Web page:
The generational handoffBy Stephen Kriss
Speaking with Franconia Conference interns this summer, historian John Ruth wove diverse strands of experience into the Mennonite tapestry.
In a touching moment, Ruth shared his story of being chosen by lot and ordained at the age of 20 to serve in the mission field of Conshohocken, Pa.
That’s not a very foreign place to those of us who live near Philadelphia. But it’s still as unfamiliar to many Mennonite locals as places that would require a passport to visit.
Telling this story, the gravity of the experience still weighs on Ruth. It brings him near to tears as he tells of this calling by the community that nurtured him, pulled him out of life as a student at Eastern Mennonite College and thrust him into a leadership role in a new context.
And the bishop who ordained him was only 25.
This story suggests a level of commitment and loyalty in early adulthood almost unimaginable to me now. But it also indicates a spirit of trust and expectation from the church that doesn’t seem to exist today.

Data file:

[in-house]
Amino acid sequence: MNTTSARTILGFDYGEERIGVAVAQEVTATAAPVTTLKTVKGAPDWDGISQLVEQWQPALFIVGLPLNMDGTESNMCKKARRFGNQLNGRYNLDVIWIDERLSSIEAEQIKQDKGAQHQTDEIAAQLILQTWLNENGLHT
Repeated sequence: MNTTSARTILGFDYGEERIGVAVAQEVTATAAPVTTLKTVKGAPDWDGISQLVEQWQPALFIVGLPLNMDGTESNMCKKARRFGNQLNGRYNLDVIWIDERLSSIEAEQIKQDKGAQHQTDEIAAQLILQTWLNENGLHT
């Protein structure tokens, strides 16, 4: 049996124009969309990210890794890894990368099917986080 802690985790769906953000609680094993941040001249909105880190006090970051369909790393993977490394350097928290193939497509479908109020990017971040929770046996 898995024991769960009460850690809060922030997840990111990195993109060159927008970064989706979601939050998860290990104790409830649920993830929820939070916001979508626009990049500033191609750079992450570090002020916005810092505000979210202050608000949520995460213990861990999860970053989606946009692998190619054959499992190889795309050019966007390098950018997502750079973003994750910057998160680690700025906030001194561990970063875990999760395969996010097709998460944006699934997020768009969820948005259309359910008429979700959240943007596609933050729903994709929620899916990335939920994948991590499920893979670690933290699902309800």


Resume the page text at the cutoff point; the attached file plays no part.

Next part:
I’m struck by how, in Ruth’s story, the church was led by twenty-somethings, in both traditional centers and on the margin.
Maybe the selection by lot offered possibilities for young leaders that we’d never have the courage to undertake in these days of more systematic discernment.
Today, churches and faith-rooted institutions seem reluctant to select young leaders and offer them real responsibilities.
We want more experience and evidence of willingness to settle down. So we have a stalemate: Young people don’t offer themselves as leaders because they’re not convinced their energy and vision is welcome. Established leaders keep their distance because they are unsure of the direction the next generation might take us.
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